Bigger bees bumble by barriers, end up with lower population genetic differentiation

Look at the dispersal ability on that lad! What an absolute unit. (Flickr: Viv Lynch)

Population structure is the core of ecological genetics, as it’s practiced today. Genetic differentiation between populations in different places is our null hypothesis and one of our most widely used indirect signals that environmental factors are impacting the evolution of those different populations. Oh, and it’s also a first step to the origin of new species.

The huge body of published datasets testing for population structure is a great resource for synthetic work, that identifies broad general patterns about population genetic processes. Last year we saw one such study link locomotion mode and genetic differentiation — confirming that bird populations are less likely to differentiate, given a particular geographic distance, than populations of land-bound vertebrates. Now, freshly out in Molecular Ecology, we have a similar project in a more specific taxonomic scope: bees.

Wild pollinators, you may have heard, are under considerable threat from a variety of factors linked to human activity, including loss of habitat and the widespread use of pesticides. The population genetic structuring of bee populations, and what broad ecological factors impact that structuring, can inform how we protect them — whether we expect a species to have the diversity to respond to environmental changes, or whether we expect it to become fragmented given a particular level of habitat fragmentation, say. Margarita M. López‐Uribe and her coauthors address this by compiling genetic differentiation estimates from 42 bee species. They tested effects of species body size (bigger bees can generally fly farther), diet breadth, and sociality on differentiation.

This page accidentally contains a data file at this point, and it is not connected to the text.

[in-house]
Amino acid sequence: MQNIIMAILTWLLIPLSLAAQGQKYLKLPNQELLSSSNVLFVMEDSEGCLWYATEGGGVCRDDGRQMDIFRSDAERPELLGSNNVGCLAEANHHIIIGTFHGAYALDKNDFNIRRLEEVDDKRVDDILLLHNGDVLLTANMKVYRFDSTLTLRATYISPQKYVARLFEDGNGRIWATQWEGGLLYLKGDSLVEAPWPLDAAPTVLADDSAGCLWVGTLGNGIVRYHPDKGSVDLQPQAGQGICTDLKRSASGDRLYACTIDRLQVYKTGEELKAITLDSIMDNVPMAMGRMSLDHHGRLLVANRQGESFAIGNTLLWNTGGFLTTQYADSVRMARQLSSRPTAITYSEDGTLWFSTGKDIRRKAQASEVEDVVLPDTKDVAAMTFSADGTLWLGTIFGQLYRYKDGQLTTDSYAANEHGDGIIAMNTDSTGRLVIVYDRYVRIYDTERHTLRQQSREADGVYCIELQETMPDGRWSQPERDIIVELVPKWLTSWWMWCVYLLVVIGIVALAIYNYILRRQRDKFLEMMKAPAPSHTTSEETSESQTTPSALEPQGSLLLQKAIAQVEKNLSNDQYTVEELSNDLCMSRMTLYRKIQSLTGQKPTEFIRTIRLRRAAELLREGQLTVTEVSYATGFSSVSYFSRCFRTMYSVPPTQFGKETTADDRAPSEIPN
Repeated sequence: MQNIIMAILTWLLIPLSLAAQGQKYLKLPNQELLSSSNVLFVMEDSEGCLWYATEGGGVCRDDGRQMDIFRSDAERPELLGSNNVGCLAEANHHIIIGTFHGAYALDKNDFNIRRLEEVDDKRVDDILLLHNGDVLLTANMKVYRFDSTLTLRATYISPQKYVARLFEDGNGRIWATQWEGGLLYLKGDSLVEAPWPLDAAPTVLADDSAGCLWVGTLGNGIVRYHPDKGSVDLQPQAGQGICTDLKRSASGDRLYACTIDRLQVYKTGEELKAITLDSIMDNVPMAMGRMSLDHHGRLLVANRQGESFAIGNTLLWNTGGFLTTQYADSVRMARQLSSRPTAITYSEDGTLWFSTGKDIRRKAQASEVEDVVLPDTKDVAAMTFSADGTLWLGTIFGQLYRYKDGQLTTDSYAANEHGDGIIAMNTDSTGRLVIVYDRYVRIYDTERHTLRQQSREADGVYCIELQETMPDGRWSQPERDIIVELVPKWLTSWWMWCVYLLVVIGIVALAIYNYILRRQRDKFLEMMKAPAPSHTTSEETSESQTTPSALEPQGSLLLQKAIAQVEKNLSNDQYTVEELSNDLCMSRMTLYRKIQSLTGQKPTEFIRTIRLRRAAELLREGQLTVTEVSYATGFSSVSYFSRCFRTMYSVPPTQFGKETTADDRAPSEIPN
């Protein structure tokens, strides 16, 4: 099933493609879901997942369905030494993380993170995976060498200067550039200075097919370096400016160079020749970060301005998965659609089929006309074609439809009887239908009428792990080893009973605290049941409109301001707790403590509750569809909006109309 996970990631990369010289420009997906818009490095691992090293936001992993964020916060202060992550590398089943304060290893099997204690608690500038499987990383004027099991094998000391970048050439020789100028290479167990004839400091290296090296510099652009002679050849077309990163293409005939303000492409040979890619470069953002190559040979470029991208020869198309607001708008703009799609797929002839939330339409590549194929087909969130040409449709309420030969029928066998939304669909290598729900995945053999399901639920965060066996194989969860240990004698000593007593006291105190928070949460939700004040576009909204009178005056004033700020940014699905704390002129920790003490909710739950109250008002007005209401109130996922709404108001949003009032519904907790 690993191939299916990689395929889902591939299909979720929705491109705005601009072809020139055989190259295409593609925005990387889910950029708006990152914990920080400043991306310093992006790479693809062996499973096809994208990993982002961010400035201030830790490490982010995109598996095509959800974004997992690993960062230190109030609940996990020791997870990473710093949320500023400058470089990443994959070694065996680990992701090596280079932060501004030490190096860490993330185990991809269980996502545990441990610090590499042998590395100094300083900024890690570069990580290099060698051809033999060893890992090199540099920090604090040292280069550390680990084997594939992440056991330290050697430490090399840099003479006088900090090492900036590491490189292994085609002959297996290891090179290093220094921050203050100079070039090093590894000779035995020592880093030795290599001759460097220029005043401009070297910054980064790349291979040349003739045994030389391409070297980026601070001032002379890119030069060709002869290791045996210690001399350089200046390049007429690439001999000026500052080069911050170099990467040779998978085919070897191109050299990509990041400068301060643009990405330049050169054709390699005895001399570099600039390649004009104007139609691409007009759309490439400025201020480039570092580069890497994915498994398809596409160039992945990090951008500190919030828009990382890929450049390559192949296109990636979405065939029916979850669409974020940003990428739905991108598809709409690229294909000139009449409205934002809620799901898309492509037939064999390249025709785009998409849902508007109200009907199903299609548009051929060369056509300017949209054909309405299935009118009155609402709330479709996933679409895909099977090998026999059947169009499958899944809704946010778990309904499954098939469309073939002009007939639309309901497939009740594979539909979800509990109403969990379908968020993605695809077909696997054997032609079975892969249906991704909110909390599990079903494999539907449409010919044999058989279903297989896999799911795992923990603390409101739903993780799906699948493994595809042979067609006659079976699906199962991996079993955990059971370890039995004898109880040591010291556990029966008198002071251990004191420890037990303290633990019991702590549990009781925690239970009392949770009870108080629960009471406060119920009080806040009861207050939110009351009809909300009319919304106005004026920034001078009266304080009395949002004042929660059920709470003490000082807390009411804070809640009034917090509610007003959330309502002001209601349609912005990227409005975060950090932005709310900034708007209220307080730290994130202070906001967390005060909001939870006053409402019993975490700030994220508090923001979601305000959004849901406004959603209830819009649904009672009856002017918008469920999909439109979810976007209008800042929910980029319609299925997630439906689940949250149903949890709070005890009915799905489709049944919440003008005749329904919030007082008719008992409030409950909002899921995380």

López-Uribe et al. (2019), Figure 1.

The results varied among three measures of genetic differentiation the authors considered, but they found consistent effects of bee body size — bigger species had lower genetic differentiation. For two of three measures (Jost’s D and G<sub>ST</sub>), there was also a significant effect of sociality, in which solitary species had somewhat higher differentiation than social ones.

That’s a fairly tidy synthetic result, and it should be helpful in providing baseline expectations about population genetic structure in bee species for which actual genetic data aren’t available. That said, there’s a lot of scatter in the data assembled by López-Uribe and her coauthors — so for species of particular concern, it’ll still probably be better to get the data than to use the "predictions" generated by this study.


López‐Uribe MM, S Jha, and A Soro. 2019. A trait‐based approach to predict population genetic structure in bees. Molecular Ecology. doi: 10.1111/mec.15028

About Jeremy Yoder

Jeremy B. Yoder is an Associate Professor of Biology at California State University Northridge, studying the evolution and coevolution of interacting species, especially mutualists. He is a collaborator with the Joshua Tree Genome Project and the Queer in STEM study of LGBTQ experiences in scientific careers. He has written for the website of Scientific American, the LA Review of Books, the Chronicle of Higher Education, The Awl, and Slate.
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